I was also given one of those very special moments that can't be bought. James Alan Shelton was there, as was Ralph and all of the band, and he mentioned (believe it or not) that he had never seen or met Earl Scruggs. At the reception after the award show, I told him that I didn't know, but Earl might be there. I roamed through the crowd and did find Earl at one of the tables. Next trick, relocate James Alan. I found him and said, "I found him, come on." Went over to the table, introduced James Alan to Earl and that was a very satisfying moment. James Alan, the class act and gentleman he is, sent me a very nice letter the next week thanking me for that. A very special note from a very special friend that goes in my keepers book. Thank you, James Alan Shelton, you're an excellent guitar picker, too.

Suzanne Thomas did a showcase show featuring her new release on Rounder. A real crowd-pleaser. For a couple of numbers she was joined by "her boss," Ron Thomason, who always gets a big notice from the crowd. Ron looked a bit like Hank Williams coming up there. Tall, slender and that BIG western hat. Kinda had to look twice to be sure who it was. They did a knock-out number from the new CD, Just a Few More Days. That one really got the folks.

As has pretty much become the tradition now, the Sidemen closed the show. In the course of their rousing performance, they invited two youngsters up. Here was one of the BIG surprises of the whole week. Buddy, 12, and sister Tina, 10, African-Americans from Texas, came on bearing fiddles. Of course, everyone was waiting and probably wondering what these two were going to do. They did not have to wonder long. They showed the big boys and everybody what they could do. As they backed them up and looked on, I could see really big surprised smiles come across the face of Terry Eldridge and all of the band. These kids took them all by surprise as they brought the entire audience to its feet. Not only did they do it well, they also did it with mandolin and guitar. A letter to their parents brought me more information and pictures of these two.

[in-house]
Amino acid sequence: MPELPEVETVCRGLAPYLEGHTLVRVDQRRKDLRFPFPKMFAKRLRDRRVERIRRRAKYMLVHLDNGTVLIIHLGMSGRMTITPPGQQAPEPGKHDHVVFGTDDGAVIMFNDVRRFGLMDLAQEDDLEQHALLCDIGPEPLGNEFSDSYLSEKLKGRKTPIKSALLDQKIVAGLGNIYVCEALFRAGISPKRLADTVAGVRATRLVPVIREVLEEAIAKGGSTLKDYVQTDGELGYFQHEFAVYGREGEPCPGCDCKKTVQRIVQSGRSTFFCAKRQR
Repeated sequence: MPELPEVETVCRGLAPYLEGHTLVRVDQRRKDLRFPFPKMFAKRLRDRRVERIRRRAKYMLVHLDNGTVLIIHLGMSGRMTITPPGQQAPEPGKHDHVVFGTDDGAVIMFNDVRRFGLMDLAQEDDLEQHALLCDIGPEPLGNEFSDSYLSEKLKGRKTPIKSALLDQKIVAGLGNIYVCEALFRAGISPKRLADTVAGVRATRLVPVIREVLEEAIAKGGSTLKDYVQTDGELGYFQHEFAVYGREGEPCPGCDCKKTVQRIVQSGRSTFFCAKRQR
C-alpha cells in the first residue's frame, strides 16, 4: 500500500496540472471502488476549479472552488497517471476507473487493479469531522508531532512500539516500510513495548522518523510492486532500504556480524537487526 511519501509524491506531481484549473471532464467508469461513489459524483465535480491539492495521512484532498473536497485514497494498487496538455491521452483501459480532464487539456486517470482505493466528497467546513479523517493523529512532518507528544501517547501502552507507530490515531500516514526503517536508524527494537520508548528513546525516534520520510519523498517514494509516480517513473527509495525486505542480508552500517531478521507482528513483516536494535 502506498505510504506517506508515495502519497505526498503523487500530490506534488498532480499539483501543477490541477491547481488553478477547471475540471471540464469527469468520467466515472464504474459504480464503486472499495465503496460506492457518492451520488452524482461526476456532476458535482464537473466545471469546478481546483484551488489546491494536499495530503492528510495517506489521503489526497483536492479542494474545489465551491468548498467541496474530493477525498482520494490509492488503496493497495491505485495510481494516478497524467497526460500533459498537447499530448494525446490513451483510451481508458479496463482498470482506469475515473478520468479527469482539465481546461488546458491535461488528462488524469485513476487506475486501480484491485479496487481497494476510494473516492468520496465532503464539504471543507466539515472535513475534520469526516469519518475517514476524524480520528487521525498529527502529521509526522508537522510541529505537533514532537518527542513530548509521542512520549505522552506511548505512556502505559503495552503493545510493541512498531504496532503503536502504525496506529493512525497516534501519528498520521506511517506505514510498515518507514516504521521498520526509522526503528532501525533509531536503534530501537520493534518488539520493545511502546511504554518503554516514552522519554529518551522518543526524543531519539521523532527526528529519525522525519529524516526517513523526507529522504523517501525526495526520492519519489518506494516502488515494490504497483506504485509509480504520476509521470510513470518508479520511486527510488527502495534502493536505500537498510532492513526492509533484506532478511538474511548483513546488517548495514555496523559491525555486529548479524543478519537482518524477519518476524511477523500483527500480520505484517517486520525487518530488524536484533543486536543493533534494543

A very interesting story, in brief: They got started in bluegrass visiting their 82-year-old grandmother in South Carolina. She would sit on her porch in the evenings, after supper as we would say, and sing to them. Grandma encouraged Buddy and Tina to get out their fiddles and play along. Grandmothers, God bless 'em, are like that. These two enjoyed it so much they continued to play when they returned home. Some sheet music, videos and books really worked. I mentioned in my letter to them that my wife had seen them on the news. In the words of their mother, Pat, "It's good to hear the kids were featured. Maybe one day they will be a main attraction." I'll bet they will, Pat, I'll bet they will. Somebody remind me again about how there's not any young people in bluegrass. Another reminder to any "kids" who may be reading this; it is OK to like bluegrass music. It is OK to learn to play it. It is, as you like to say, cool!

I think there was more, but I also think much of it got away before I could get it on paper. IBMA will be back next year and a couple more years after that.

PRP Fund Drive

Our Public Radio Partnership fund drive took place this last month. It was a successful drive. My many, many thanks to those of you who showed your support for Sunday Bluegrass with pledges of over $2,000 during my show. You really don't know how much it helps and what an impression it makes at the station. It is personally encouraging to me also.

New Year's Day With Hank Sr.

New Year's Day needs to be on your listening calendar. Mark it down now. I will be doing an all- Hank Williams SR. show from 3-6 p.m. New Year's Day. Don't miss it. Actually, I will be doing two shows, only one of which you will hear. I plan to tape a show in the event the weather is such that I can't get in to the station. Otherwise, I will be there as usual and the show will be done live. Be with me.

December Grass

This month at Shepherdsville: Dec. 4, Doyle Lawson & Quicksilver and guests The Sunnysiders; Dec. 11, The Boys From Middle Creek; and Dec. 18, Gary Brewer and The Kentucky Ramblers Christmas Party.

Sweet 16 for a Sweetheart

Sara Ruff (Sunnysiders) is having a birthday on the 21st. One of those very special ones. Sara will be "Sweet 16." Happy birthday, Sara, my "adopted granddaughter."

Merry Christmas!

Folks, friends, listeners and readers. My sincere best wishes for a wonderful Christmas. Remember, Christmas is for giving; that's the way it came to be in the first place. Remember the true meaning and reason for this very special time. Celebrate it that way.

County Gentleman Online

I now have an e-mail address at the station, if you care to use it: